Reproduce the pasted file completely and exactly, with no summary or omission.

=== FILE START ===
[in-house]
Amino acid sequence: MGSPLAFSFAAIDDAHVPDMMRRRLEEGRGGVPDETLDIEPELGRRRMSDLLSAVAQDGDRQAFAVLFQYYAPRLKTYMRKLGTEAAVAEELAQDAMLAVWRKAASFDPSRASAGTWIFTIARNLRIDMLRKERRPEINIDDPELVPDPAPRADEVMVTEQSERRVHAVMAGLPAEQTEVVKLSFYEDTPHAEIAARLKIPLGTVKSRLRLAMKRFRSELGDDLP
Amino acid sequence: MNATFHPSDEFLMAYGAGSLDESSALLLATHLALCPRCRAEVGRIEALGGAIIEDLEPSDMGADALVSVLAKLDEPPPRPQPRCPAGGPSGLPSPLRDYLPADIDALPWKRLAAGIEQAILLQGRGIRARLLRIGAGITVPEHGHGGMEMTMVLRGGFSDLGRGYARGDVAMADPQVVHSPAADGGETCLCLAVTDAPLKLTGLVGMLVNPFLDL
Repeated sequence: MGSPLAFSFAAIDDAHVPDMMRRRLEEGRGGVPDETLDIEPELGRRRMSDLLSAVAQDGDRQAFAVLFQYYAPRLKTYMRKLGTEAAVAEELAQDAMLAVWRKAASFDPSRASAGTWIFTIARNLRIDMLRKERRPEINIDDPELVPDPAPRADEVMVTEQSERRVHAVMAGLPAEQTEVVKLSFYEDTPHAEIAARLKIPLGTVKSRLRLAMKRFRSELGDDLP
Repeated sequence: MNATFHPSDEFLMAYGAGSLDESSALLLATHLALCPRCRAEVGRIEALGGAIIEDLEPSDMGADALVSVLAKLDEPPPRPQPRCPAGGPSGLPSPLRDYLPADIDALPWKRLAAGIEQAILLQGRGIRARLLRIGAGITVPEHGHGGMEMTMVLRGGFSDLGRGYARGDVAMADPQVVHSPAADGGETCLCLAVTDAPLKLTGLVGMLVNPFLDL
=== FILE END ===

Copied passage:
[in-house]
Amino acid sequence: MGSPLAFSFAAIDDAHVPDMMRRRLEEGRGGVPDETLDIEPELGRRRMSDLLSAVAQDGDRQAFAVLFQYYAPRLKTYMRKLGTEAAVAEELAQDAMLAVWRKAASFDPSRASAGTWIFTIARNLRIDMLRKERRPEINIDDPELVPDPAPRADEVMVTEQSERRVHAVMAGLPAEQTEVVKLSFYEDTPHAEIAARLKIPLGTVKSRLRLAMKRFRSELGDDLP
Amino acid sequence: MNATFHPSDEFLMAYGAGSLDESSALLLATHLALCPRCRAEVGRIEALGGAIIEDLEPSDMGADALVSVLAKLDEPPPRPQPRCPAGGPSGLPSPLRDYLPADIDALPWKRLAAGIEQAILLQGRGIRARLLRIGAGITVPEHGHGGMEMTMVLRGGFSDLGRGYARGDVAMADPQVVHSPAADGGETCLCLAVTDAPLKLTGLVGMLVNPFLDL
Repeated sequence: MGSPLAFSFAAIDDAHVPDMMRRRLEEGRGGVPDETLDIEPELGRRRMSDLLSAVAQDGDRQAFAVLFQYYAPRLKTYMRKLGTEAAVAEELAQDAMLAVWRKAASFDPSRASAGTWIFTIARNLRIDMLRKERRPEINIDDPELVPDPAPRADEVMVTEQSERRVHAVMAGLPAEQTEVVKLSFYEDTPHAEIAARLKIPLGTVKSRLRLAMKRFRSELGDDLP
Repeated sequence: MNATFHPSDEFLMAYGAGSLDESSALLLATHLALCPRCRAEVGRIEALGGAIIEDLEPSDMGADALVSVLAKLDEPPPRPQPRCPAGGPSGLPSPLRDYLPADIDALPWKRLAAGIEQAILLQGRGIRARLLRIGAGITVPEHGHGGMEMTMVLRGGFSDLGRGYARGDVAMADPQVVHSPAADGGETCLCLAVTDAPLKLTGLVGMLVNPFLDL